(15d) Multi-Fidelity Computational-Experimental Design of Self-Assembling ?-Conjugated Peptides | AIChE

(15d) Multi-Fidelity Computational-Experimental Design of Self-Assembling ?-Conjugated Peptides


Shmilovich, K. - Presenter, University of Chicago
Ferguson, A., University of Chicago
Tovar, J. D., Johns Hopkins University
Panda, S. S., Johns Hopkins University
Stouffer, A., Johns Hopkins University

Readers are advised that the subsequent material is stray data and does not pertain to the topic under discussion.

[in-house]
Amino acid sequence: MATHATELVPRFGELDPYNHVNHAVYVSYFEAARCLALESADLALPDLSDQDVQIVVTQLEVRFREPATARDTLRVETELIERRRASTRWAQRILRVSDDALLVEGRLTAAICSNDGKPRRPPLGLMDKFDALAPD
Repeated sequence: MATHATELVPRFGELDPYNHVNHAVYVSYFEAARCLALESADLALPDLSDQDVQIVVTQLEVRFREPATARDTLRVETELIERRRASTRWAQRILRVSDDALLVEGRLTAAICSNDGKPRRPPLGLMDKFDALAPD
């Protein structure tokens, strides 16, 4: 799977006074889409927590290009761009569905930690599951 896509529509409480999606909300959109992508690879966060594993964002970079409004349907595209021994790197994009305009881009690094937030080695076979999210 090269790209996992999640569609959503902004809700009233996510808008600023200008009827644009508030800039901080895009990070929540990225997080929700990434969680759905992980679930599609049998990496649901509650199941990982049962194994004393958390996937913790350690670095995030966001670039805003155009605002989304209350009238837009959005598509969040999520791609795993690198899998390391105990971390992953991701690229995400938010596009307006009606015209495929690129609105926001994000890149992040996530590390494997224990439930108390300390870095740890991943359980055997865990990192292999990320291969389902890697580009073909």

Using a hybrid multi-fidelity, multi-objective Bayesian optimization protocol we combine experimental characterization data with computational molecular dynamics simulations to design π-conjugated peptides capable of self-assembling into conductive nanowires. π-conjugated peptides represent a class of tailorable biocompatible molecules that self-assemble to form supramolecular networks supporting long-range charge transport with applications as peptide-based transistors and energy harvesting solar cells. The family of π-conjugated peptides considered in this work are composed of symmetric oligopeptide wings flanking a central π-core that have both experimentally and computationally been demonstrated to self-assemble into pseudo-1D nanoaggregates with emergent optoelectronic properties. Exhaustive consideration via either experiment or simulation of all realizable π-conjugated peptide candidates is prohibitively expensive due to the massive combinatorial molecular design space of all possible peptide wings. This motivated us to fuse approximate, high-volume, and easy-to-collect simulation data with expensive, low-volume, but accurate experimental data within a multi-fidelity Bayesian optimization platform to traverse our molecular design space and rationally discover candidate π-conjugated peptides with good self-assembly behavior. Molecules identified from our active learning search submit to experimental synthesis and characterization yield superior optoelectronic properties compared to previously known candidates, while data collected throughout our search also uncovers design rules linking optoelectronic functionality with molecular structure.